Now that the election is over, President Obama's next major issue to tackle is the fiscal cliff. But with as divided a Congress as before the election, it could take some time before Democrats and Republicans reach a deal.
Austan Goolsbee, professor at the University of Chicago’s Booth School of Business and fmr. chairman of the White House Council of Economic Advisers, joins Soledad on “Starting Point” to talk about the looming fiscal cliff.
Republican House Speaker John Boehner has statements indicating some willingness to compromise for the fiscal cliff, but mentioning that simply raising taxes will not solve it. Goolsbee agrees with Boehner’s statements to reporters. “It’s got to be part of a grand bargain, and hopefully they’ll be some room for compromise,” Goolsbie says. “But I fear there’s still one more celebrity death match left in that old kind of Tea Party viewpoint.”
Republican Sen. Kay Bailey Hutchison of Texas asks Gooslbee about tax reform creating revenue in regard to Boehner’s statements. “If by raising revenue through tax reform, it meant ‘lets go in and figure out how we broaden the base and get rid of deductions and exemptions,’ then I think there’s a chance,” he says. “But, if it meant, “We’re gonna rely on the Laffer curve if we could only raise revenues by cutting rates and counting on the tax cuts to pay for themselves,’ that will definitely not work.”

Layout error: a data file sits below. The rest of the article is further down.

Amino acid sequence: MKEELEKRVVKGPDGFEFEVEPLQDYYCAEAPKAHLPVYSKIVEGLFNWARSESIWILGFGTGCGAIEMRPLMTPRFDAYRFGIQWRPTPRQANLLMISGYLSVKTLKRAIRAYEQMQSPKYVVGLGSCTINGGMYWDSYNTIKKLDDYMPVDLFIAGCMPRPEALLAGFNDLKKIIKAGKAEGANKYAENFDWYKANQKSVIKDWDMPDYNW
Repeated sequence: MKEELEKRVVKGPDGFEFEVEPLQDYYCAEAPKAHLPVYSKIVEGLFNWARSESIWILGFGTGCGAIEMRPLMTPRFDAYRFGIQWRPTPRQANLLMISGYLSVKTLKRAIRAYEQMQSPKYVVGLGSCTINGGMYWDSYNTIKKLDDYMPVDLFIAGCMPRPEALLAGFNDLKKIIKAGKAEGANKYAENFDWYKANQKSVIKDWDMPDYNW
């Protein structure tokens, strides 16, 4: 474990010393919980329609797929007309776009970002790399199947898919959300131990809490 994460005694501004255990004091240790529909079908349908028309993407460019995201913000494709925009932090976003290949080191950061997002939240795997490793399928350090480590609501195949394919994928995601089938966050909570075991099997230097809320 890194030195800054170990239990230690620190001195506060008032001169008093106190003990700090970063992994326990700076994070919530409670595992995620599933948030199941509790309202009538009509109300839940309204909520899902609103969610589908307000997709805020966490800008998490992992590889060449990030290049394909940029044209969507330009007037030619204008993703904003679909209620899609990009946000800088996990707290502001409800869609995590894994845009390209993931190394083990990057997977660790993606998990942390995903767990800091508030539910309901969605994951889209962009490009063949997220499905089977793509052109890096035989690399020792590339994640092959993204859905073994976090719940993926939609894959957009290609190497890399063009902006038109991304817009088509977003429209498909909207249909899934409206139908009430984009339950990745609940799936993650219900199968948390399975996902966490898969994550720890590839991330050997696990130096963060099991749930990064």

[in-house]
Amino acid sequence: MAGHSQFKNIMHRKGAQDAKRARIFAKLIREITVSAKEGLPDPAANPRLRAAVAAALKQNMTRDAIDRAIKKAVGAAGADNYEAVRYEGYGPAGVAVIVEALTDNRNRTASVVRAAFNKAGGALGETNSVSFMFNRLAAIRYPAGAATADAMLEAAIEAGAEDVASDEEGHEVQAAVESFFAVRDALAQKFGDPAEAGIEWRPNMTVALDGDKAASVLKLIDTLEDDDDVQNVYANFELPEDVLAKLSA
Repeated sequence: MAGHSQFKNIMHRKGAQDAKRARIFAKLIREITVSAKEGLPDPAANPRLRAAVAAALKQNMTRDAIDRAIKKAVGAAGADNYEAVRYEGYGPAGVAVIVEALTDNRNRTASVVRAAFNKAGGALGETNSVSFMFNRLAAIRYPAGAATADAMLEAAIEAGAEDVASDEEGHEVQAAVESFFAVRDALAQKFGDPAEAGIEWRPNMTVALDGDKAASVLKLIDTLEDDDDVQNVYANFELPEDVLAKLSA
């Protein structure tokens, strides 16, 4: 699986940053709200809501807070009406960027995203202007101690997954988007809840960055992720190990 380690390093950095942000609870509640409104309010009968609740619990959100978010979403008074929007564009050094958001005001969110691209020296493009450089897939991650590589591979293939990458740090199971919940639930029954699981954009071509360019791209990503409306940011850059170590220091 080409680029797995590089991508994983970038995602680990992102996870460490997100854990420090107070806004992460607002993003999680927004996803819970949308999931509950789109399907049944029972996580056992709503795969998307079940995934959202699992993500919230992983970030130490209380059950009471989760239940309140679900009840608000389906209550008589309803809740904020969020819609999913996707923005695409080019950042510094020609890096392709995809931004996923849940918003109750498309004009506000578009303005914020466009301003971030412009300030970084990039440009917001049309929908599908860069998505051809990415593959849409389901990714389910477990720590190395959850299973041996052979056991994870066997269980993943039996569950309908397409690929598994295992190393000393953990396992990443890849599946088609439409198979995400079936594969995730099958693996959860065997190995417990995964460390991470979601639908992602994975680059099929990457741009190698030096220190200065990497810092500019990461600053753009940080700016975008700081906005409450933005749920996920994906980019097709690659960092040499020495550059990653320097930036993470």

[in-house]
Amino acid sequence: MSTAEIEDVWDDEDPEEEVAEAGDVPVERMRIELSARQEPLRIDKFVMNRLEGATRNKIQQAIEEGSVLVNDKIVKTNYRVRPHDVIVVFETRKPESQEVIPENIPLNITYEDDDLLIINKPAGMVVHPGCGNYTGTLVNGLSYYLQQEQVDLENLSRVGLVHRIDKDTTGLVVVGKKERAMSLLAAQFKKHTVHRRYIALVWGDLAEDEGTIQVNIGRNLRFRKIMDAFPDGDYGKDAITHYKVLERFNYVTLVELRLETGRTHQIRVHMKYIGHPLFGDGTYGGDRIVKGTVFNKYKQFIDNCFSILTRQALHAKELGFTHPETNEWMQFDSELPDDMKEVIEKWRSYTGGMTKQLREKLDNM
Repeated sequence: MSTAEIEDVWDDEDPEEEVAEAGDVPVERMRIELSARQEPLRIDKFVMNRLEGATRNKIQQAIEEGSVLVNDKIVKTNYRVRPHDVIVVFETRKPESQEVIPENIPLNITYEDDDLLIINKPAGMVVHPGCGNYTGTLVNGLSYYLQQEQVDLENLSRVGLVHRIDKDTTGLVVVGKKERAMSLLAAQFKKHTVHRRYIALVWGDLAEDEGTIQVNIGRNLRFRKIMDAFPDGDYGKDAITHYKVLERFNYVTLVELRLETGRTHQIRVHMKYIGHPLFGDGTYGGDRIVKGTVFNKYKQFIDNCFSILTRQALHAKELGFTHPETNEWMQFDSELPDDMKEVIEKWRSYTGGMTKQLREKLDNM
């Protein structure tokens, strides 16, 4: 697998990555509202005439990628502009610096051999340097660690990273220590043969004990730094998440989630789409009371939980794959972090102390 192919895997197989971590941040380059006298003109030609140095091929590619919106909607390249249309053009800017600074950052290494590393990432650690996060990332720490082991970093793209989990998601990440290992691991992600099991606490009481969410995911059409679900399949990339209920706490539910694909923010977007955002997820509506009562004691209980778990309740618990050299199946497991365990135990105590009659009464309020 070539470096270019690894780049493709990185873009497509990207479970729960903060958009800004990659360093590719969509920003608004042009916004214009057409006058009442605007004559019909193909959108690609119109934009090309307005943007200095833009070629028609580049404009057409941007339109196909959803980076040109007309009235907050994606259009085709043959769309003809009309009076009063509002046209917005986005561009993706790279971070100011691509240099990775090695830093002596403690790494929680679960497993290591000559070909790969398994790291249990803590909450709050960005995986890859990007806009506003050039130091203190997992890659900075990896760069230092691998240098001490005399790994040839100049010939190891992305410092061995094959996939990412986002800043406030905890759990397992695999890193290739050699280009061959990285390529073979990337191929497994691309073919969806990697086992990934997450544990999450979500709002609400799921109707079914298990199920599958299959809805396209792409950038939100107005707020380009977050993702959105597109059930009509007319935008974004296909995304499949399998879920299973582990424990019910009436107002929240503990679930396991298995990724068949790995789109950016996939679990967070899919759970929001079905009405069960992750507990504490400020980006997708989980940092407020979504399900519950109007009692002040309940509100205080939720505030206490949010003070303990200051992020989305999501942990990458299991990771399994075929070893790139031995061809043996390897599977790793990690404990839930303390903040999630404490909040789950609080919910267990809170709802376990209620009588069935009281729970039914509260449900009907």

Treasury Secretary Timothy Geithner has said he will not remain in the position into President Obama’s second term. Gooslbee says he doesn’t blame Geithner, having had to tackle the financial crisis and debt crisis.
“It strikes me that the big issue of 2013 on the economic side is gonna be confronting the grand bargain,” Goolsbee says, “so whoever’s gonna be his replacement is gonna need to be totally up to speed on budget tax reform and those kinds of issues, because that’s gonna be what’s facing us.”
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